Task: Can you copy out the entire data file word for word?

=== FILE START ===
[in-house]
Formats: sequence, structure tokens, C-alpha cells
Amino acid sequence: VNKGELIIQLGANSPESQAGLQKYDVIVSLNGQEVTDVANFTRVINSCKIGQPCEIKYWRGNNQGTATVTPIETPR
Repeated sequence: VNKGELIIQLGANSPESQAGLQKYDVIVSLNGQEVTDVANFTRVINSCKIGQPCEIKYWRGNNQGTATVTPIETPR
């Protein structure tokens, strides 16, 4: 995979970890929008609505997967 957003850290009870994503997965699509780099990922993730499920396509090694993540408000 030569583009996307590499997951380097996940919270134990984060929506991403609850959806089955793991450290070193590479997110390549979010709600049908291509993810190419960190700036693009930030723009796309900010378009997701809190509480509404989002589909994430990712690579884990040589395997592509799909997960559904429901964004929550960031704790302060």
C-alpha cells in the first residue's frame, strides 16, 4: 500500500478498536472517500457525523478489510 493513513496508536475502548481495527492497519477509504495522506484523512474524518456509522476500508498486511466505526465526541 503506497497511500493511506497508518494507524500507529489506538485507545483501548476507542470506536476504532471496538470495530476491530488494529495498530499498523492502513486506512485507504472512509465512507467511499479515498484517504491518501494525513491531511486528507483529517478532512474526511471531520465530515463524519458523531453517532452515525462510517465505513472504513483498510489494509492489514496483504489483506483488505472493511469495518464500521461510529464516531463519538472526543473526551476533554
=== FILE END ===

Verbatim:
[in-house]
Formats: sequence, structure tokens, C-alpha cells
Amino acid sequence: VNKGELIIQLGANSPESQAGLQKYDVIVSLNGQEVTDVANFTRVINSCKIGQPCEIKYWRGNNQGTATVTPIETPR
Repeated sequence: VNKGELIIQLGANSPESQAGLQKYDVIVSLNGQEVTDVANFTRVINSCKIGQPCEIKYWRGNNQGTATVTPIETPR
């Protein structure tokens, strides 16, 4: 995979970890929008609505997967 957003850290009870994503997965699509780099990922993730499920396509090694993540408000 030569583009996307590499997951380097996940919270134990984060929506991403609850959806089955793991450290070193590479997110390549979010709600049908291509993810190419960190700036693009930030723009796309900010378009997701809190509480509404989002589909994430990712690579884990040589395997592509799909997960559904429901964004929550960031704790302060």
C-alpha cells in the first residue's frame, strides 16, 4: 500500500478498536472517500457525523478489510 493513513496508536475502548481495527492497519477509504495522506484523512474524518456509522476500508498486511466505526465526541 503506497497511500493511506497508518494507524500507529489506538485507545483501548476507542470506536476504532471496538470495530476491530488494529495498530499498523492502513486506512485507504472512509465512507467511499479515498484517504491518501494525513491531511486528507483529517478532512474526511471531520465530515463524519458523531453517532452515525462510517465505513472504513483498510489494509492489514496483504489483506483488505472493511469495518464500521461510529464516531463519538472526543473526551476533554